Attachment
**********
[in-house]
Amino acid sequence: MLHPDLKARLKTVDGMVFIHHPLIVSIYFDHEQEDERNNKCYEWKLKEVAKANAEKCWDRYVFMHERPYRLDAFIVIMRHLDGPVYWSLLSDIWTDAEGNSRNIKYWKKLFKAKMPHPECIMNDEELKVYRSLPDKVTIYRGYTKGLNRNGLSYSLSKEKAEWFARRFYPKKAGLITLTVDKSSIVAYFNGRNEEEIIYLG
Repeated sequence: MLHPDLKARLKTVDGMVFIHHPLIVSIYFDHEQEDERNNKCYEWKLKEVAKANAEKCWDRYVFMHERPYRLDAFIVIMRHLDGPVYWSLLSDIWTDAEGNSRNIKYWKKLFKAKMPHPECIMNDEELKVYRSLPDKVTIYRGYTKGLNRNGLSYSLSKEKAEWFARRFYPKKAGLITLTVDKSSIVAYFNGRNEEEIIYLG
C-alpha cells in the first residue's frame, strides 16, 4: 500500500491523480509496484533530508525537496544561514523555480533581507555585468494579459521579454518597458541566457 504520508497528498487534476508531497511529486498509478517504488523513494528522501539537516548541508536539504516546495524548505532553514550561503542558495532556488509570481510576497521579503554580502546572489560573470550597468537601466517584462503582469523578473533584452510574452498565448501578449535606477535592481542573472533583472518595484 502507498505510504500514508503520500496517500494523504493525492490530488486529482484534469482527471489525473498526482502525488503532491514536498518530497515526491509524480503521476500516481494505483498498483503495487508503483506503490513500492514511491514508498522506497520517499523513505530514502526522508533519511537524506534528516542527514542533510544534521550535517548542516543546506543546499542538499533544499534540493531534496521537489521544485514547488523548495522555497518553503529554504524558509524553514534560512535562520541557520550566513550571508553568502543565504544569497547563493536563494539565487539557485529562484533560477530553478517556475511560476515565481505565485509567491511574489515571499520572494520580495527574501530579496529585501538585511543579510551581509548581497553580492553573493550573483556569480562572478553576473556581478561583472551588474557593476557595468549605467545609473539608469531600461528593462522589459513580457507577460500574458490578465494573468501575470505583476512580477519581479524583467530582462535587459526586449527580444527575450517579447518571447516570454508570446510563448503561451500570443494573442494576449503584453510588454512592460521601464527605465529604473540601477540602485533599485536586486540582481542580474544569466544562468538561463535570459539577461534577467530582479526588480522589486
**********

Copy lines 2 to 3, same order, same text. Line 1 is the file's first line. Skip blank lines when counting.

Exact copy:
Amino acid sequence: MLHPDLKARLKTVDGMVFIHHPLIVSIYFDHEQEDERNNKCYEWKLKEVAKANAEKCWDRYVFMHERPYRLDAFIVIMRHLDGPVYWSLLSDIWTDAEGNSRNIKYWKKLFKAKMPHPECIMNDEELKVYRSLPDKVTIYRGYTKGLNRNGLSYSLSKEKAEWFARRFYPKKAGLITLTVDKSSIVAYFNGRNEEEIIYLG
Repeated sequence: MLHPDLKARLKTVDGMVFIHHPLIVSIYFDHEQEDERNNKCYEWKLKEVAKANAEKCWDRYVFMHERPYRLDAFIVIMRHLDGPVYWSLLSDIWTDAEGNSRNIKYWKKLFKAKMPHPECIMNDEELKVYRSLPDKVTIYRGYTKGLNRNGLSYSLSKEKAEWFARRFYPKKAGLITLTVDKSSIVAYFNGRNEEEIIYLG